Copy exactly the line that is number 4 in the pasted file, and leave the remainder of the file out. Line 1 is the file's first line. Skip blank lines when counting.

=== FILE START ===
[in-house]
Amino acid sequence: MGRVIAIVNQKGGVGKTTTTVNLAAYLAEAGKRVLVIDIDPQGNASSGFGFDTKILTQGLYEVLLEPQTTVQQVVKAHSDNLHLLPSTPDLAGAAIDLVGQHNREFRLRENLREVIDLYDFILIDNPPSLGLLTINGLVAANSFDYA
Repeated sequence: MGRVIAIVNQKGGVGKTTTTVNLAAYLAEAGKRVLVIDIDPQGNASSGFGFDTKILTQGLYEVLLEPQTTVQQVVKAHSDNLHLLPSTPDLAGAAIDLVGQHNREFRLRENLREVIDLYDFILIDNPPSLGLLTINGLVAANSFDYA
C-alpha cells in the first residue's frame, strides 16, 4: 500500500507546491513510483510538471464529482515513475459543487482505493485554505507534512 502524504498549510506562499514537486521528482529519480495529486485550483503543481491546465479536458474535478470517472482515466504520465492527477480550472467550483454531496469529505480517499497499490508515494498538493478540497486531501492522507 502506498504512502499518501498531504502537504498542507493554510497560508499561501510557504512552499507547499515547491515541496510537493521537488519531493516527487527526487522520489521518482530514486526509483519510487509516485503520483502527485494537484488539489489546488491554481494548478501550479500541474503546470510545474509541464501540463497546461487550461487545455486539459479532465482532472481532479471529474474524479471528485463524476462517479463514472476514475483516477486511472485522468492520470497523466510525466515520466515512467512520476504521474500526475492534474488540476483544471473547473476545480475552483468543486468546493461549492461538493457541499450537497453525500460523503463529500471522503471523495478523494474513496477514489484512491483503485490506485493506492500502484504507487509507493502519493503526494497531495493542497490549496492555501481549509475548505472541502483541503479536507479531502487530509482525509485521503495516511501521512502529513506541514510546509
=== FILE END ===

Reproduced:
C-alpha cells in the first residue's frame, strides 16, 4: 500500500507546491513510483510538471464529482515513475459543487482505493485554505507534512 502524504498549510506562499514537486521528482529519480495529486485550483503543481491546465479536458474535478470517472482515466504520465492527477480550472467550483454531496469529505480517499497499490508515494498538493478540497486531501492522507 502506498504512502499518501498531504502537504498542507493554510497560508499561501510557504512552499507547499515547491515541496510537493521537488519531493516527487527526487522520489521518482530514486526509483519510487509516485503520483502527485494537484488539489489546488491554481494548478501550479500541474503546470510545474509541464501540463497546461487550461487545455486539459479532465482532472481532479471529474474524479471528485463524476462517479463514472476514475483516477486511472485522468492520470497523466510525466515520466515512467512520476504521474500526475492534474488540476483544471473547473476545480475552483468543486468546493461549492461538493457541499450537497453525500460523503463529500471522503471523495478523494474513496477514489484512491483503485490506485493506492500502484504507487509507493502519493503526494497531495493542497490549496492555501481549509475548505472541502483541503479536507479531502487530509482525509485521503495516511501521512502529513506541514510546509